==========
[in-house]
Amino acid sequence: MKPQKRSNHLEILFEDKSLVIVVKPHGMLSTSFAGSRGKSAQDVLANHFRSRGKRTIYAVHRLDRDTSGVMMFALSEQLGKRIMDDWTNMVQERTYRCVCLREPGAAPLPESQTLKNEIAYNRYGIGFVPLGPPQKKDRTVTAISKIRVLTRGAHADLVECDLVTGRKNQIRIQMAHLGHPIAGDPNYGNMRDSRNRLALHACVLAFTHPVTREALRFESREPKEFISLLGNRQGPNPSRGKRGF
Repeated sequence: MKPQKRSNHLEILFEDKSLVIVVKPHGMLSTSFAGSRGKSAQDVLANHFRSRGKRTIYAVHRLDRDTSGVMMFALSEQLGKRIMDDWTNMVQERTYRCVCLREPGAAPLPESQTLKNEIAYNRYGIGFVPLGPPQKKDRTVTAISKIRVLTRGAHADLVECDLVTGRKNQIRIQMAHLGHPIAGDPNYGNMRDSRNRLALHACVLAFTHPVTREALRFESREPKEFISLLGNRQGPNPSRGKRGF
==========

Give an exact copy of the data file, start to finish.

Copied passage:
[in-house]
Amino acid sequence: MKPQKRSNHLEILFEDKSLVIVVKPHGMLSTSFAGSRGKSAQDVLANHFRSRGKRTIYAVHRLDRDTSGVMMFALSEQLGKRIMDDWTNMVQERTYRCVCLREPGAAPLPESQTLKNEIAYNRYGIGFVPLGPPQKKDRTVTAISKIRVLTRGAHADLVECDLVTGRKNQIRIQMAHLGHPIAGDPNYGNMRDSRNRLALHACVLAFTHPVTREALRFESREPKEFISLLGNRQGPNPSRGKRGF
Repeated sequence: MKPQKRSNHLEILFEDKSLVIVVKPHGMLSTSFAGSRGKSAQDVLANHFRSRGKRTIYAVHRLDRDTSGVMMFALSEQLGKRIMDDWTNMVQERTYRCVCLREPGAAPLPESQTLKNEIAYNRYGIGFVPLGPPQKKDRTVTAISKIRVLTRGAHADLVECDLVTGRKNQIRIQMAHLGHPIAGDPNYGNMRDSRNRLALHACVLAFTHPVTREALRFESREPKEFISLLGNRQGPNPSRGKRGF